Galston and Kamarck suggest that Al Gore (a “politician known for his honesty and integrity”) and John Kerry (“a decorated war hero”) were simply unable to overcome misimpressions about their character created by their Republican opponents. With better campaigns, they could perhaps have answered the first two questions satisfactorily. The third, answered effectively by Bill Clinton (who arguably couldn’t claim strength or integrity), poses a particular challenge to candidates like Gore and Kerry. To the extent that the “upscale professionals” who populate the leadership ranks in the Democratic Party “lead lives that are different from those of average families” and “tend to think and speak differently,” they have a hard time connecting with and inspiring confidence in ordinary voters. The real challenge is empathy: Democratic candidates have to act and sound democratic.
The “bad news” is that for a typical Democratic candidate to take Galston and Kamarck’s substantive policy advice would likely require either a real change in his or her positions, or a new way of talking about them, both of which could raise exploitable questions about the candidate’s strength and integrity. The “good news” is that an empathetic candidate like Bill Clinton “might could” (as we say down South) overcome these challenges. But candidates with Clinton’s gifts are rare and, in any event, he never won a majority of the popular vote, benefiting from Ross Perot’s presence on the ballot in both his races.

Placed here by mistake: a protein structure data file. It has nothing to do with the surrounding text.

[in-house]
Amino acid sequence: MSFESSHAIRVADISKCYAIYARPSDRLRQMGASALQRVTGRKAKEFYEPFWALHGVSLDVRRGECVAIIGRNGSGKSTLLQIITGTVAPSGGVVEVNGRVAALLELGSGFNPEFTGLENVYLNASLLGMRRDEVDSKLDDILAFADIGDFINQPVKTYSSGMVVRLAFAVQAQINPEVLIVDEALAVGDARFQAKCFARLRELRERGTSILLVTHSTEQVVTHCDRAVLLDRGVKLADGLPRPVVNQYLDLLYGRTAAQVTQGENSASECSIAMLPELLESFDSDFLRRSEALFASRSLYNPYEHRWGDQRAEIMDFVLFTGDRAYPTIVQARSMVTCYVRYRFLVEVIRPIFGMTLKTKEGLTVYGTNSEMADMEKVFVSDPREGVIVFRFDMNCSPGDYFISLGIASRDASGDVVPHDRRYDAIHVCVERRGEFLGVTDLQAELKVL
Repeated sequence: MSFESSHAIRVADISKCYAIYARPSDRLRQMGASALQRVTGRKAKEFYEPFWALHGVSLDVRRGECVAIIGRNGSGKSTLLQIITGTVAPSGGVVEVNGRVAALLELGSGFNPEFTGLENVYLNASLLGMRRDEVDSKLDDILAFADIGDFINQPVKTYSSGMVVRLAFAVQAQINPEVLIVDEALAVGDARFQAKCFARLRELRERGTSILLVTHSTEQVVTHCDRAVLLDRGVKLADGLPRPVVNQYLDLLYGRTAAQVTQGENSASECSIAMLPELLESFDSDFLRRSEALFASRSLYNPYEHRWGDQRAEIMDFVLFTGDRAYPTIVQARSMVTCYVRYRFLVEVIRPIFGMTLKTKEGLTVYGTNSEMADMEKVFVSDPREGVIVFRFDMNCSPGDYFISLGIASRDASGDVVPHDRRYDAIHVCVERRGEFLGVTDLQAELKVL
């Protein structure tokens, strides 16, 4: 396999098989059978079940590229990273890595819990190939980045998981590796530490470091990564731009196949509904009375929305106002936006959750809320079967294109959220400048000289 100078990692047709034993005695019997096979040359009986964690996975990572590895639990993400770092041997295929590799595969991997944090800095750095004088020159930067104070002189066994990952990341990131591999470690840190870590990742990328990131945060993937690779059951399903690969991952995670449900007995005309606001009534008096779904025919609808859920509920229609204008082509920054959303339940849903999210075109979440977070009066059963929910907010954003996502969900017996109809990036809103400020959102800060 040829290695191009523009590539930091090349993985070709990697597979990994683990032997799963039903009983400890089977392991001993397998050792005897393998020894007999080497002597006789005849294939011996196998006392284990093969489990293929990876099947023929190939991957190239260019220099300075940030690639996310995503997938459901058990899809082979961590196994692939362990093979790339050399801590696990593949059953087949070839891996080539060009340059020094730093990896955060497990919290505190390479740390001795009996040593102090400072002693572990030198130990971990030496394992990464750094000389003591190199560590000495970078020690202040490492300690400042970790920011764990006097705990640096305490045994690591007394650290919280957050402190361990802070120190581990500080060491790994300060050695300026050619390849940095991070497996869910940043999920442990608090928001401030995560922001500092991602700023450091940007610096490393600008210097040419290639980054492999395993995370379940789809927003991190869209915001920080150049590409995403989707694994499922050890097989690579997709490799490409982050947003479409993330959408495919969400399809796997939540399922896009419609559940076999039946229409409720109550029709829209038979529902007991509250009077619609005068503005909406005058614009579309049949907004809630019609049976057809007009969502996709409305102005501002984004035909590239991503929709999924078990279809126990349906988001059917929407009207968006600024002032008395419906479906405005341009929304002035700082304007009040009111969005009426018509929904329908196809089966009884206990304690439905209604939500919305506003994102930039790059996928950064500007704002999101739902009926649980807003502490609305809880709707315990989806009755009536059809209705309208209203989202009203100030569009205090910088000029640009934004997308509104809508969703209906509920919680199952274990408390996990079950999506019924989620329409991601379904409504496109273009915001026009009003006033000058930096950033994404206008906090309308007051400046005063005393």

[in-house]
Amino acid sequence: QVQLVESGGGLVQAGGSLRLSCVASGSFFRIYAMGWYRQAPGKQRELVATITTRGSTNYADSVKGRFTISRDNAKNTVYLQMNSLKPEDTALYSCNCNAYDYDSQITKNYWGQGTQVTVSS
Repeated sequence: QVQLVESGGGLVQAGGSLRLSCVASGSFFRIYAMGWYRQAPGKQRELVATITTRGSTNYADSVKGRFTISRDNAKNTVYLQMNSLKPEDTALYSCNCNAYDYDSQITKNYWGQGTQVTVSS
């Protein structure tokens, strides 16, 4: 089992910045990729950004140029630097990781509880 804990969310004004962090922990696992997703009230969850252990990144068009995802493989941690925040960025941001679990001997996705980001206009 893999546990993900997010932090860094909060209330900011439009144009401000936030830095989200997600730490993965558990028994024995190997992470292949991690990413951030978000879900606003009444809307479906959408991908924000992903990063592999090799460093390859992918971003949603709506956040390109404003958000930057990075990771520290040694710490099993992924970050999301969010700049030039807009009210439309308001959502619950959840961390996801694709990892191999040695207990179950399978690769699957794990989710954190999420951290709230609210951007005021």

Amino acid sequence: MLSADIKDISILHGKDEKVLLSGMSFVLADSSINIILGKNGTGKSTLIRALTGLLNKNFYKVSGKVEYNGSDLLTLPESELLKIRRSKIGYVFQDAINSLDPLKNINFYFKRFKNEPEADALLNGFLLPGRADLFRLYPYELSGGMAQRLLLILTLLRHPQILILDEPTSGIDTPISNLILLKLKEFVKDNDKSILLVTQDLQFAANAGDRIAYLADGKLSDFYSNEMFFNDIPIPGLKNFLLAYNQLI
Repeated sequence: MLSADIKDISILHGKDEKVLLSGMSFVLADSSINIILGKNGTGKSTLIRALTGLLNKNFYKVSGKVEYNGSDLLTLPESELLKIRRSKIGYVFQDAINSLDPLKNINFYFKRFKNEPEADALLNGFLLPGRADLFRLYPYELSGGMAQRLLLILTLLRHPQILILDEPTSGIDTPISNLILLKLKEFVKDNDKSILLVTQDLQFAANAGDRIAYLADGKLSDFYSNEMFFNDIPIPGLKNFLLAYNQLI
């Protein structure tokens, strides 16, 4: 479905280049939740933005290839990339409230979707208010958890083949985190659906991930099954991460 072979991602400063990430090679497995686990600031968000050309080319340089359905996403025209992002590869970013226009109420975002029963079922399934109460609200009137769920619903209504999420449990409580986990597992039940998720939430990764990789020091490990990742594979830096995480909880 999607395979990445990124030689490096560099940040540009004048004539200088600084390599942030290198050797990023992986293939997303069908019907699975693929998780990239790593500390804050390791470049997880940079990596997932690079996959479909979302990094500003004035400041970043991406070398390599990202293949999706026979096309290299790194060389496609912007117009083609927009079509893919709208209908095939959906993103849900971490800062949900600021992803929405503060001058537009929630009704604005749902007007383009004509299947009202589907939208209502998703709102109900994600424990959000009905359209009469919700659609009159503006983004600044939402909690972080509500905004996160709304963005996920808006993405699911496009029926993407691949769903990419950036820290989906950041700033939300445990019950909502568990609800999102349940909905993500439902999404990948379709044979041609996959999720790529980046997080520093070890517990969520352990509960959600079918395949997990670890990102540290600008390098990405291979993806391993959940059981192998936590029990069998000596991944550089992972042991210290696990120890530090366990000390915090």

In the end, it is hard to shake the impression that, despite their injunctions against believing too much in the power of language, Galston and Kamarck end up recommending policies that in many cases look a lot more like insubstantial gestures than like coherent and significant substantive changes of approach. Writing for an audience on the Left, they urge upon it the smallest conceivable concessions necessary (they think) to win elections. A party inspired by Galston and Kamarck merely appears moderate, but in its heart of hearts is not. My hope is that voters will see through this subterfuge. My fear is that they won’t.
Joseph M. Knippenberg is an adjunct fellow of the Ashbrook Center. He is Professor of Politics and Associate Provost for Student Achievement at Oglethorpe University.